• Video games can predict the future. Take Smash TV, a game Peter mentions in a roundup of games set in a future we’ve already passed (like 2001: A Space Odyssey—did you ever see the black obelisk? I didn’t). Created in 1990 but set in 1999, it portrayed a dystopia much like the Arnold Schwarzenegger movie The Running Man, in which unwilling participants play in a gory televised game played before a bloodthirsty audience at home. Does that not describe The Biggest Loser?
• None of You Should’ve Bought the iPhone 4. Oops. . . .
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ONE THING I LEARNED FROM STEPH CALVERT’S GETTIN’ MADE POSTS
• That Etsy website sure is popular. Now, I’m no crafter. But our resident craft blogger shows even the most clueless man that their chicas (and even a couple of guys) have put Orange County on the crafting map. The best thing I spotted in her posts: a two-toned knit pill with the words “Chill.” How damn Duchampian and cute!
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ONE THING I LEARNED FROM JOEL BEERS’ ORANGE CURTAINS POSTS
• Clowns are intellectual. Joel has been our theater critic since almost Day One of this rag, and his postings on Heard Mentality maintain his dry wit. And he even appreciates clowns! “Consider the clown,” Joel wrote in a Sept. 9 post. “Though clowns, in some shape, have manifested in all kinds of ancient cultures—from Native American myths of the arch-trickster to the ithyphallic satyr choruses of 3rd-Century B.C. Greek drama—their image has taken quite the hit in the past 50 years.” Ithyphallic? I just thought clowns were serial killers.
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ONE THING I LEARNED FROM READING DAVE BARTON’S ART WHORE POSTS
• Dave is a good interviewer. And a good interview. You read Dave’s fluid art reviews twice a month on these pages, but he writes about Orange County’s art world more frequently via his series Art Whore. In September, he interviewed himself for reasons I still don’t understand, but it was a rare opportunity to see a critic explain himself without a censor. Now, a bit of Dave taking on Dave:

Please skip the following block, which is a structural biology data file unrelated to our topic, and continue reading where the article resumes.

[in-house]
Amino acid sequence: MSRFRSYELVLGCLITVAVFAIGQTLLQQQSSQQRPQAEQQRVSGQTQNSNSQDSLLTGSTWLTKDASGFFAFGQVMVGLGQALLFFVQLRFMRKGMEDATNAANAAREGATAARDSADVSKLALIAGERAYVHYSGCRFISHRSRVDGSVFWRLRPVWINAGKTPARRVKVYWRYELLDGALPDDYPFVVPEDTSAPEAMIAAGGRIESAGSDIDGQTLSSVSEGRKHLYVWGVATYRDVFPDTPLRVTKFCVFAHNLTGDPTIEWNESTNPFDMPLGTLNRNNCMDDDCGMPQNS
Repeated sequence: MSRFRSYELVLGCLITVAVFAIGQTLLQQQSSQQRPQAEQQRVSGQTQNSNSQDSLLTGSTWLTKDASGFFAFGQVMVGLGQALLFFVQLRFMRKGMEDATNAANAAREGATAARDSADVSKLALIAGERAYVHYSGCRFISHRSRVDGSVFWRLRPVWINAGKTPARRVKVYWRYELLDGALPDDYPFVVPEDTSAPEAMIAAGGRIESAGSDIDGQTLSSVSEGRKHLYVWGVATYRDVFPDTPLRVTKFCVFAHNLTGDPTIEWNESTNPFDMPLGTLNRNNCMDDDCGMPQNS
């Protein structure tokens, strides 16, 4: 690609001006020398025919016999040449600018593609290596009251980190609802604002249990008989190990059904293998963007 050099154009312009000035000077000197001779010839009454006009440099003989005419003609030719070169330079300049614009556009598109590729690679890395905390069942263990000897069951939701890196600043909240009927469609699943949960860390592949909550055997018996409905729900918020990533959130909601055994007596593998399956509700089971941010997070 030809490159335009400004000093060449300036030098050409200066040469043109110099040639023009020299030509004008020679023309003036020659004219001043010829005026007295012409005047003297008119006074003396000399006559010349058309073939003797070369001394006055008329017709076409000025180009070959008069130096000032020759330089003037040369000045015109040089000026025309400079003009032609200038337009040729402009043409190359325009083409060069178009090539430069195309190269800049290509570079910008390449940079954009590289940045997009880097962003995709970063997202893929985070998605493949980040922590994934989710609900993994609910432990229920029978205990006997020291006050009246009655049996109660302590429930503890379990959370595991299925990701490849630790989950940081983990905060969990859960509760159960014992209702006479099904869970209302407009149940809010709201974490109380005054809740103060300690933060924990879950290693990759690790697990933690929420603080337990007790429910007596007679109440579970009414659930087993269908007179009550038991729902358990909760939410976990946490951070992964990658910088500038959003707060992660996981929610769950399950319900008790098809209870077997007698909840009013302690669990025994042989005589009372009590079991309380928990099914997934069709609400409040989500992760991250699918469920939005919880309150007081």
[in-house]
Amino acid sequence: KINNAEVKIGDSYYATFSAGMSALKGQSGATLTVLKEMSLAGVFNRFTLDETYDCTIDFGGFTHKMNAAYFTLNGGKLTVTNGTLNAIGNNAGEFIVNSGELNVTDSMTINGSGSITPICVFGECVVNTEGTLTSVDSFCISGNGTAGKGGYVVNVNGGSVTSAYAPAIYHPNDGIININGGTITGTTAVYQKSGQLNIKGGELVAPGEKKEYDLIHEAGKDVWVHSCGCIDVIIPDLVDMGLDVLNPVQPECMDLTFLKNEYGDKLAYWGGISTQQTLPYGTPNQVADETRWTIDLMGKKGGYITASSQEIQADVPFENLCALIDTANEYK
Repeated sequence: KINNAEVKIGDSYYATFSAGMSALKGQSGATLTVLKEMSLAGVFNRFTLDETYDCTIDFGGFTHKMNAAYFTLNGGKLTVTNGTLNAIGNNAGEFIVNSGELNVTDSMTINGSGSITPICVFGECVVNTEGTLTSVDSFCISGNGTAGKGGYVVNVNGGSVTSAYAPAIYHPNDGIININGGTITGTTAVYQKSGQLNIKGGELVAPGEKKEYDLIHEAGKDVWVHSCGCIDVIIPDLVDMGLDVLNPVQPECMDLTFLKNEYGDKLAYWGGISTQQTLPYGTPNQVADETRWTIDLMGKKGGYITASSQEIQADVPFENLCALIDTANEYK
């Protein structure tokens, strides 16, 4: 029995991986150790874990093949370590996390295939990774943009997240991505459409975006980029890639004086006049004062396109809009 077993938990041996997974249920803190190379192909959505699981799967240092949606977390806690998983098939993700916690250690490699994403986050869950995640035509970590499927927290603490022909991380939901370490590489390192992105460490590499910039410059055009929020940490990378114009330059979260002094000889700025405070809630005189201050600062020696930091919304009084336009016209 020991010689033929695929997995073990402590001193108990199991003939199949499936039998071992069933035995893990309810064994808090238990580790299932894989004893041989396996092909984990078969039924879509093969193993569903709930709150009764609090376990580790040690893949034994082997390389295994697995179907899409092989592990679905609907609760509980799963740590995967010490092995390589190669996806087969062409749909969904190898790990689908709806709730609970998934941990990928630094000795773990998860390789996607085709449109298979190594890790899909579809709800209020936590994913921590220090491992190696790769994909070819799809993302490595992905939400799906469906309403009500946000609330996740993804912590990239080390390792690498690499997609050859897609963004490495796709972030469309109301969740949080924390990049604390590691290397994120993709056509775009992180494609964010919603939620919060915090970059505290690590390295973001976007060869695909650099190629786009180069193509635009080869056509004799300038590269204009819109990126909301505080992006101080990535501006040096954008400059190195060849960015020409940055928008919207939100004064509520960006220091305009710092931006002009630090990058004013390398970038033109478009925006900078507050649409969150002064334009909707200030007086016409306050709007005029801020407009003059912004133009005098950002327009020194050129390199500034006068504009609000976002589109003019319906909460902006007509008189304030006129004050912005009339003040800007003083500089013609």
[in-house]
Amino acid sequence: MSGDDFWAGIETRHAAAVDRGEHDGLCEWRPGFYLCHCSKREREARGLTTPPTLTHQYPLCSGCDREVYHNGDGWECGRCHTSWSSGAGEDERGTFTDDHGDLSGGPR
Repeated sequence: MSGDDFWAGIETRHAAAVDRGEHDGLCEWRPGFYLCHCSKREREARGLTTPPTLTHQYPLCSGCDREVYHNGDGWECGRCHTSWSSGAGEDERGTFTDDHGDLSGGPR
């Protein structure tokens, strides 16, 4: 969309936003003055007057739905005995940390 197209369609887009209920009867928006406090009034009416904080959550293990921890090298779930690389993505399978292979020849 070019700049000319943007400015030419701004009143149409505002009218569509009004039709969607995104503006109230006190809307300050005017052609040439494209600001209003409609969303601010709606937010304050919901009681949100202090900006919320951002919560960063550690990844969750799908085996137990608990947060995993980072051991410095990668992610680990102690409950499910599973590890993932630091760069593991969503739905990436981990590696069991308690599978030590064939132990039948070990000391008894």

How do you tell good art from bad?
I know something’s special when it makes me look at the world differently or shows me something in plain sight that I never noticed. When that happens, there’s a physical moment, almost sexual, where I can feel my heart beat faster, my eyes widen and my mind clear a bit. . . . My tastes lean toward the political and the button-pushing, so I like difficult work that’s the equivalent of impolite talk at the dinner table, but I also get completely lost (and even a tad teary-eyed) in the presence of beauty.
Recent examples: Greg Louganis diving. The poetry of W.H. Auden. Geek goddess Olivia Munn. Basically anything that artist Elizabeth McGrath touches. The French film Give Me Your Hand. Phyllis Nagy’s play Disappeared. Post-mortem photography. Christopher Hitchens’ voice reading his book Hitch-22: A Memoir.